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Strengthen the Evidence for Maternal and Child Health Programs

New: MCHbest strategies database for sample ESMs

Evidence Tools

red pen sitting on a spiral notebook with tabsEvidence Analysis Reports: Methodology

These evidence analysis reports, developed by the Women's and Children's Health Policy Center at Johns Hopkins University, identify compilations of strategies to advance performance for each of the 15 national priority areas for MCH Populations.

Process of the Reports

Extensive literature searches were undertaken to identify relevant studies for each National Performance Measure (NPM). Examples of databases used include the Cochrane Library, PubMed, ERIC, and PsycINFO. Search results were evaluated systematically for relevant studies using predetermined criteria defined by the STE Team. In addition to peer-reviewed literature, relevant gray literature sources were included in the reviews.  Reference lists of relevant review articles also informed the search process. A sequential process was employed: 

  1. Article titles reviewed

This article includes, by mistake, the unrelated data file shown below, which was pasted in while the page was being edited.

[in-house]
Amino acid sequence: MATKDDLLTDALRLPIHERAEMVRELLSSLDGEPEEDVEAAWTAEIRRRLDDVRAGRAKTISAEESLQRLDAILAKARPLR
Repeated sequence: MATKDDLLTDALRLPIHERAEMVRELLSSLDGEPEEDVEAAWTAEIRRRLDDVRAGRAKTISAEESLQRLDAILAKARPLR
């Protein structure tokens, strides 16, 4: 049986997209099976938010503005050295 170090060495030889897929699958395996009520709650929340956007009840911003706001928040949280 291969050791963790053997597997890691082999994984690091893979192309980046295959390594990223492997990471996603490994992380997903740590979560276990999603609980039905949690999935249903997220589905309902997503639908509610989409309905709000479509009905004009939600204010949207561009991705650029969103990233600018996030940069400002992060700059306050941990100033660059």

2. Article abstracts screened 
  3. Full-text reviews of articles/reports conducted 

Team members extracted data pertaining to the study characteristics (country, sample, and design); intervention (e.g., components, duration); instruments and measures; and results. Studies were categorized into groups based on target audience for the intervention, such as Population-based Systems; Hospital; Providers; and Patients.

Interventions identified through the assessment process were plotted on the evidence continuum. 

Evidence Continuum

Assignment to the continuum required that interventions or intervention categories were: 

Project members independently assigned ratings to the interventions or intervention categories. Assessments were compared and discrepancies discussed until consensus was reached.

Next, key findings and implications were identified.  Drafts of the evidence review documents were reviewed by invited national experts at other academic institutions, the Maternal and Child Health Bureau, the Association of Maternal and Child Health Programs, and at Title V programs.  After incorporating expert feedback, completed evidence review reports were posted on the program website and disseminated among stakeholders.

This project is supported by the Health Resources and Services Administration (HRSA) of the U.S. Department of Health and Human Services (HHS) under grant number U02MC31613, MCH Advanced Education Policy, $3.5 M. This information or content and conclusions are those of the author and should not be construed as the official position or policy of, nor should any endorsements be inferred by HRSA, HHS or the U.S. Government.